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Agaliha
June 16th, 2007, 08:56 AM
I thought this was interesting.

In a City of Power Brokers, a Young Visitor Who Is Truly Worshipped (http://rds.yahoo.com/_ylt=A9j8eu8F3nNGoBMBUxrQtDMD;_ylu=X3oDMTBjMHZkMjZyBHBvcwMxBHNlYwNzcg--/SIG=127h0trmq/EXP=1182084997/**http%3a//www.nytimes.com/2007/06/14/us/14goddess.html)
Washington's latest luminary: a child goddess from Nepal (http://rds.yahoo.com/_ylt=A9j8eu8F3nNGoBMBVhrQtDMD;_ylu=X3oDMTBjdmNoOTVjBHBvcwMyBHNlYwNzcg--/SIG=12bcajqgo/EXP=1182084997/**http%3a//www.iht.com/articles/2007/06/14/news/goddess.php)
NPR : She's Small, Sometimes Shy — and Totally Divine (http://rds.yahoo.com/_ylt=A0oGkjYC33NG_AEBOG5XNyoA;_ylu=X3oDMTE5MG00ZjlnBHNlYwNzcgRwb3MDNARjb2xvA3cEdnRpZANNQVAwMDRfMTE3B GwDV1Mx/SIG=12j4cq44f/EXP=1182085250/**http%3a//www.npr.org/templates/story/story.php%3fstoryId=11077610)



In Nepal, Sajani is a living goddess, one of about a dozen such goddesses in her homeland who are considered earthly manifestations of the Hindu goddess Kali.
<snip>
“There’s nothing I don’t like about being a goddess,” Sajani said through an interpreter. Then, thinking about her typical day, when she has to rise early for her family and others to pray to her, she added, “It was difficult when I was younger to get up at 4 to bathe for the morning prayers.”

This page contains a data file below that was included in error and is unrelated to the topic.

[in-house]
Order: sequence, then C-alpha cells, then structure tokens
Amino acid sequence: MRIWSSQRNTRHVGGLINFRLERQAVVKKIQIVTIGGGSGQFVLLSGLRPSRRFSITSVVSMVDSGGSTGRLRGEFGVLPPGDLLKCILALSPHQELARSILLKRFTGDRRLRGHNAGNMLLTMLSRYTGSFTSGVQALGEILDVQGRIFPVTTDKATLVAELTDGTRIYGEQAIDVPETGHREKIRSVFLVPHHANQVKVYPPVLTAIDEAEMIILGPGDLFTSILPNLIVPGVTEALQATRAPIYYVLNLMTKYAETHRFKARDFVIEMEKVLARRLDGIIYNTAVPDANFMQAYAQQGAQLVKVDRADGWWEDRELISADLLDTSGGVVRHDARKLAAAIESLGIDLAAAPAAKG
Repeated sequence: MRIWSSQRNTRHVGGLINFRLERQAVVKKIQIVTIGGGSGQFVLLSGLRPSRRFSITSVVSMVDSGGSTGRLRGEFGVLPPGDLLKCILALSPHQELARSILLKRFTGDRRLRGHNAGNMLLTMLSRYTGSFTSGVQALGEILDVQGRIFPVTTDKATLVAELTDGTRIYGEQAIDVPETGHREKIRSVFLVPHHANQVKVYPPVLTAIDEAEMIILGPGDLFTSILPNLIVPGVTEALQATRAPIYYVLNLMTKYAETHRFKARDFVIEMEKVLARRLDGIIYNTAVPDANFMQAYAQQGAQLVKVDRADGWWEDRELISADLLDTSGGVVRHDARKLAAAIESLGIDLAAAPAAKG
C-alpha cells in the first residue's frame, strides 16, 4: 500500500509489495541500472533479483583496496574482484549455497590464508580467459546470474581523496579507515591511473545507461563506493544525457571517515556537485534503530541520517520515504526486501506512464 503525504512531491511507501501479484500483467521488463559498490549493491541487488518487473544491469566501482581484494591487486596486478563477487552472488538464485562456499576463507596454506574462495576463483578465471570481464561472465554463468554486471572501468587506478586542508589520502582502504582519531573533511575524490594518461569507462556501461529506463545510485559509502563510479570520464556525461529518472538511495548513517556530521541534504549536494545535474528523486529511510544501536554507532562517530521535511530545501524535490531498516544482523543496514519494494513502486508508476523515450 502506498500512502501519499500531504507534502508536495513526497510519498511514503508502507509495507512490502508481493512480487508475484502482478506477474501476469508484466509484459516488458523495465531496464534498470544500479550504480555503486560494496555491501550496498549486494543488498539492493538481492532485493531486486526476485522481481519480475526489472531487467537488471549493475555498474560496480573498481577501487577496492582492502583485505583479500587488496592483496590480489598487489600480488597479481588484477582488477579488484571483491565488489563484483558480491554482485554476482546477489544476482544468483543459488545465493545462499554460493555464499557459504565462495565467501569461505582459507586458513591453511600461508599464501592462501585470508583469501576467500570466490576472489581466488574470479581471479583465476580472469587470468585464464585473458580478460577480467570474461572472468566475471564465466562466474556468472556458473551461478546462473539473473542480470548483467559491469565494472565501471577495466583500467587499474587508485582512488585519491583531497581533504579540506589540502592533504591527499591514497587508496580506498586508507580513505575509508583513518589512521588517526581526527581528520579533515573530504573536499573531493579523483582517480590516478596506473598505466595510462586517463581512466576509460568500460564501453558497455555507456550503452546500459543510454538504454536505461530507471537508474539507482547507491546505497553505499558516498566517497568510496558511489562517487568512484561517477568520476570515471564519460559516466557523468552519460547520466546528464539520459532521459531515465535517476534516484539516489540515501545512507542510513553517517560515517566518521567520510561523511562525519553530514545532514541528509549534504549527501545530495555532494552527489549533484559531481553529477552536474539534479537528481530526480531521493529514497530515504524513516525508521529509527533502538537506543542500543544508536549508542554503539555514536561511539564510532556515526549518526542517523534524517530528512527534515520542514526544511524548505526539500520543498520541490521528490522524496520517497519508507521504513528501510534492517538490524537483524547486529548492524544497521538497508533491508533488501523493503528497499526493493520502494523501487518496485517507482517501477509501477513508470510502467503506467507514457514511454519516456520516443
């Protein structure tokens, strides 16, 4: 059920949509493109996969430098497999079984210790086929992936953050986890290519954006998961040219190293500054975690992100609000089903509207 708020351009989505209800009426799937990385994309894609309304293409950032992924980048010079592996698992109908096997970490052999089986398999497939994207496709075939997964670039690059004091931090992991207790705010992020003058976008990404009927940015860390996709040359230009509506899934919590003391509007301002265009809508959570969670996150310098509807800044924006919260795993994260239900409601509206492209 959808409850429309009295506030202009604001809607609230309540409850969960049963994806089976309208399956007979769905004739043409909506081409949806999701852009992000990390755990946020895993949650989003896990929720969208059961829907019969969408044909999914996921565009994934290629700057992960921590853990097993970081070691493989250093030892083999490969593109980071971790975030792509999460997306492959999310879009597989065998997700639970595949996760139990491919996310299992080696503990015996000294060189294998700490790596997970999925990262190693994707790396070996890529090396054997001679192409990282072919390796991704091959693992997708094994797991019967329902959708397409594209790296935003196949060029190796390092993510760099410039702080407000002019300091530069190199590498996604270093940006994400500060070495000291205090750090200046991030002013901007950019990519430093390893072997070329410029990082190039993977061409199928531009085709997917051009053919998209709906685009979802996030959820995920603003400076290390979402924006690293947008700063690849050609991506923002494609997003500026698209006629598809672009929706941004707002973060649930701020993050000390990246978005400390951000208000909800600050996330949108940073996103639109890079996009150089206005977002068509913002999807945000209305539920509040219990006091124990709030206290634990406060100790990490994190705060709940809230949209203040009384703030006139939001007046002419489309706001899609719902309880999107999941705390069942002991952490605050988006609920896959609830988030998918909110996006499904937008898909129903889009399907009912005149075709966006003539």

<snip>
The goddesses of Katmandu are chosen when they are about 2 years old from a Buddhist caste, though they represent a Hindu deity, an example, Ms. Whitaker said, of the harmony between the two religions in Nepal.
The king of Nepal has traditionally sought the blessings of the three main goddesses, who live in Katmandu, Patan and, in Sajani’s case, the city of Baktapur. Hindu and Buddhist priests pick the living goddesses after consulting a horoscope and then finding a girl who meets “the 32 perfections,” Ms. Whitaker said, from skin “of golden color” to a body “like a banyan tree.”
Devotees believe that the goddess Kali inhabits the girls, though they do not exhibit unusual behavior, and then the goddess leaves them when they reach puberty. After that, the girls retire with a small pension. They are free to work and marry.
<snip>
People go to the goddesses to touch their feet as they are carried through the streets. They give them money as offerings, which in Sajani’s case goes to support her family. They visit Sajani in the goddess house, where she sits on a small ornate throne, to ask for a better job, better health, a measure of happiness. The girls are not expected to impart wisdom, said Marc Hawker, the film’s cinematographer and producer, just blessings.

(There's more, too...see the two links above)


A pic of her:
http://img227.imageshack.us/img227/8414/14goddesslgam5.jpg


And a video of her: Goddess draws crowds (http://www.yahoo.com/s/605815)

MoonDust
June 16th, 2007, 10:02 AM
What an interesting report! What I would’ve liked to see is maybe an interview with the girls who were Goddesses as children, but have now grown up. See what that transition was like.
Thank you for sharing.

BenSt